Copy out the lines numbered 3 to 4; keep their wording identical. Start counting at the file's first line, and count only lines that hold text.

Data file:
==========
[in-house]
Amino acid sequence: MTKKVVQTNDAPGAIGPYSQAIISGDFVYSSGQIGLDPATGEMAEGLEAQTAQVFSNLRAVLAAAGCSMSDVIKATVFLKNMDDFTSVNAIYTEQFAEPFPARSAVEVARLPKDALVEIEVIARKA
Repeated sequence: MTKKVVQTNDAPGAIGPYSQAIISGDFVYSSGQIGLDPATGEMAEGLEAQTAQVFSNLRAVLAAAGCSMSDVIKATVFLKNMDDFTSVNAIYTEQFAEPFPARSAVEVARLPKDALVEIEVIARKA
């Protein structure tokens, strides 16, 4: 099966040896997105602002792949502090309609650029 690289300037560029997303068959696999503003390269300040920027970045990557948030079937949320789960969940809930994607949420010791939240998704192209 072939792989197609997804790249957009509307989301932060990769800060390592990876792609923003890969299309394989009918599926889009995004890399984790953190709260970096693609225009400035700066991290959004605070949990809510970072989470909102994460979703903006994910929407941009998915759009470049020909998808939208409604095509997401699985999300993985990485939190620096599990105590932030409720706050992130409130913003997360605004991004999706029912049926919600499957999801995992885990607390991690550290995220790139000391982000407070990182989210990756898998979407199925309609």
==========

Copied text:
Repeated sequence: MTKKVVQTNDAPGAIGPYSQAIISGDFVYSSGQIGLDPATGEMAEGLEAQTAQVFSNLRAVLAAAGCSMSDVIKATVFLKNMDDFTSVNAIYTEQFAEPFPARSAVEVARLPKDALVEIEVIARKA
């Protein structure tokens, strides 16, 4: 099966040896997105602002792949502090309609650029 690289300037560029997303068959696999503003390269300040920027970045990557948030079937949320789960969940809930994607949420010791939240998704192209 072939792989197609997804790249957009509307989301932060990769800060390592990876792609923003890969299309394989009918599926889009995004890399984790953190709260970096693609225009400035700066991290959004605070949990809510970072989470909102994460979703903006994910929407941009998915759009470049020909998808939208409604095509997401699985999300993985990485939190620096599990105590932030409720706050992130409130913003997360605004991004999706029912049926919600499957999801995992885990607390991690550290995220790139000391982000407070990182989210990756898998979407199925309609």